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When: 2019-05-29

Collection location: Miradero, Mayagüez, Puerto Rico, USA [Click for map]

Who: kurt miller (komille277)

No specimen available

Notes:
Extremely common, metropolitan (in Puerto Rico) graminicolous fungus.

Species Lists

Images

Spores @ 1000x

Proposed Names

-29% (1)
Recognized by sight: Stipe short, excentric in illustration. Has few gills (“three or four, with short intermediates”)! Type from Sri Lanka
Used references: Transactions of the British Mycological Society 31 (1-2), 1947, p. 43; Transactions of the British Mycological Society 34, 1951. p. 422 Fig. 3
29% (1)
Used references: Sydowia 9(1-6): 386 (1955)
-29% (1)
Recognized by sight: A central american variety, but this taxon would have 6-8 lamellae
“including partially formed ones”
Used references: Mycologia 80(3): 286 (1988)
29% (1)
Recognized by sight: Dennis: “Marasmius pruinosulus Murril is superficially similar (to M. paspali) but has a gelatinous trama and lacks the brown cystidia on the pileus”; Type collected on dead grass stems in Cuba
Used references: Transactions of the British Mycological Society 34, 1951. p. 426; N. Amer. Fl. (New York) 9(4): 258 (1915)
29% (1)
Recognized by sight: On dead Bermuda grass from Cuba
Used references: North American Flora 9 (4) (1915) page 259
57% (1)
Recognized by sight: Type from Cuba (Marasmius graminis)
Used references: Pegler, D.N. (1988). A revision of the Agaricales of Cuba 3. Keys to families, genera and species. Kew Bulletin 43 (1): p. 60

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Comments

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From
By: kurt miller (komille277)
2020-05-27 05:18:54 MST (-0700)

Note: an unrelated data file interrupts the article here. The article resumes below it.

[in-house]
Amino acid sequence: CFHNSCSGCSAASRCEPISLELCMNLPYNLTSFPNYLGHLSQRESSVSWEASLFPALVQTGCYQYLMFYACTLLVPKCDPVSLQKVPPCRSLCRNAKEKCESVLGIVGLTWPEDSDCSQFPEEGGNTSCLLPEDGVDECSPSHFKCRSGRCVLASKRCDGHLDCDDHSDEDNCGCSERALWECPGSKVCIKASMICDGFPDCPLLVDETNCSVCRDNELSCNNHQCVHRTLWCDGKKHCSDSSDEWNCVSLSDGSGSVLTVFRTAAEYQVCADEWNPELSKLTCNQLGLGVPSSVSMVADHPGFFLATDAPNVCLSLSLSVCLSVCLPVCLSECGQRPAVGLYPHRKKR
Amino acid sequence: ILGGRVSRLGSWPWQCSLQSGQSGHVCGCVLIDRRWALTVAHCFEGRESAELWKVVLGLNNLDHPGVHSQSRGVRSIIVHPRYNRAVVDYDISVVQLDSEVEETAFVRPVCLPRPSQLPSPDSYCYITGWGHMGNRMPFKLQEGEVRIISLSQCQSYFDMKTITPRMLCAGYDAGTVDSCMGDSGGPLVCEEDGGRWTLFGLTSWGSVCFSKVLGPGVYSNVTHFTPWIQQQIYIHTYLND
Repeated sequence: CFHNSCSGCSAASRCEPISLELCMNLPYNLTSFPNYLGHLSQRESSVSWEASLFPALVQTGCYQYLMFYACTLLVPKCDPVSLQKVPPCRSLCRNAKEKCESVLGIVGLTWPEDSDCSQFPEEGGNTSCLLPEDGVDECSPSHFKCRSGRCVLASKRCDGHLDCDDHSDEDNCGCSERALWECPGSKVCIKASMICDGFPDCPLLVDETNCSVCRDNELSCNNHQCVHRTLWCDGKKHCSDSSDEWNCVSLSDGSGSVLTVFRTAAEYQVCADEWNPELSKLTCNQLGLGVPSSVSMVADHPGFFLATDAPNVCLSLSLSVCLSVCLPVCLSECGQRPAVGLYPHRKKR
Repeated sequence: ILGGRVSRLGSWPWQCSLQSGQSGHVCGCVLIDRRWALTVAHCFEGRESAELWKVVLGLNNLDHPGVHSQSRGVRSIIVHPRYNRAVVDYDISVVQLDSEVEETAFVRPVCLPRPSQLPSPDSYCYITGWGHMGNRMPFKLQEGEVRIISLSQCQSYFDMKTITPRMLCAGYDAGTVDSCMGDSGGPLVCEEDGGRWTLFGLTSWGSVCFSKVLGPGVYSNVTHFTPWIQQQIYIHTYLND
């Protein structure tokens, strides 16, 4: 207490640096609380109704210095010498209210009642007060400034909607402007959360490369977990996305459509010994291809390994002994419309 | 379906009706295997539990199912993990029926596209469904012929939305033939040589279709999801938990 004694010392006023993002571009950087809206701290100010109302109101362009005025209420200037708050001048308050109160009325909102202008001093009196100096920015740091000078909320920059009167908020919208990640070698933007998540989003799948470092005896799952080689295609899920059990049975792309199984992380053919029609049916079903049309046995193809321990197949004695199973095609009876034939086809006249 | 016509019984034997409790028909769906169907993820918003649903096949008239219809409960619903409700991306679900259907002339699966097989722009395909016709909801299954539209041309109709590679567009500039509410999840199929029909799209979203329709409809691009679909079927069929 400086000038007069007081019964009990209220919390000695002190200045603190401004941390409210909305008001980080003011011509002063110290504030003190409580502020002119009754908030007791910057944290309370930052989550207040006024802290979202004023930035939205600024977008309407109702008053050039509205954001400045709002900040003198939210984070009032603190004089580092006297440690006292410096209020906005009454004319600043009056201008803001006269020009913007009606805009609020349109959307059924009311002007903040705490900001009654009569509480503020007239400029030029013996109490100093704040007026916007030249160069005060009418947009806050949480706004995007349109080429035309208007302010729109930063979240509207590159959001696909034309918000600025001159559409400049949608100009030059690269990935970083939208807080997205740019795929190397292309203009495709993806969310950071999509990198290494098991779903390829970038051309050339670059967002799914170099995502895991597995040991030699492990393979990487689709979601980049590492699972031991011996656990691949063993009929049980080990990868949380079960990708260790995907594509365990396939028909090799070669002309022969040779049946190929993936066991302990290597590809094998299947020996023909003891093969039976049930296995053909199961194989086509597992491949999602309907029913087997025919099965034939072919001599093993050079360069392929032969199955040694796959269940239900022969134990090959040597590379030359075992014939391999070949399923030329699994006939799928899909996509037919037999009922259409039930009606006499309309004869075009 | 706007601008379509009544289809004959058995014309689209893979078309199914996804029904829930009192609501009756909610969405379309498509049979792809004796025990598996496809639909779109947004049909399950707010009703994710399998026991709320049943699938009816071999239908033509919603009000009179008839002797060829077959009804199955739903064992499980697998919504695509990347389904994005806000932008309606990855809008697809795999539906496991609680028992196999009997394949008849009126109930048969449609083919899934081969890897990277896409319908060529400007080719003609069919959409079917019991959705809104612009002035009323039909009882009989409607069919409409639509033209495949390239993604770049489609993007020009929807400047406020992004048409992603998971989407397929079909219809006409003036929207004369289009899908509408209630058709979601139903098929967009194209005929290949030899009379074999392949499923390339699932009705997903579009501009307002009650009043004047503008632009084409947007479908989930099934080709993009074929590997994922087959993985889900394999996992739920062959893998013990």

Pierre-Arthur Moreau (in Tropical Fungi fb group)

“I was looking for a name myself for this species which is common in lawns in the French Caribbean. I got an ITS sequence from it, which clusters close to M. paspali (but not identical) in the Tetrapyrgos/Campanella clade. The microscopy is that of a Marasmiellus sect. Tricolores also conform to M. paspali, but I could not find a good match in Pegler’s Agaric flora of the Lesser Antilles (1983) and did not look further so far.”

Indeed M. paspali is not listed in Pegler, and the only taxon that might share this habit and ecology in this reference is M. graminum which is collariate and thus easily distringuished. Using Dennis’ Fungus flora of Venezuela one would key this out as M. paspali (from Trinidad) based on ecology, but both his collections and the type (from Sri Lanka) have short, excentric stipes. The caribbean collections have relatively long, central stipes and are easily mistaken for Tetrapyrgos, at least based on the color of the carpophores. In any case, as mentioned by Moreau, this may be close but not identical to other M. paspali sequences and I am not sure of the geography of the taxa that have been sequenced.

One glaring difference of all the descriptions of M. paspali collections from other parts of the world are the very sparse number of lamellae (3-8) vs. Puerto Rican and French Caribbean specimens which have around 20 or more. Dennis’ illustration of Trinidadian material from Transactions of the British Mycological Society 34 has at least 12 gills.

Marasmiellus tricolor var. graminis is a possible ID, it should be easily distinguished from M. paspali and all its varieties by the presence cheilocystidia in the former (see discussion in Mycologia 80(3): 286 (1988))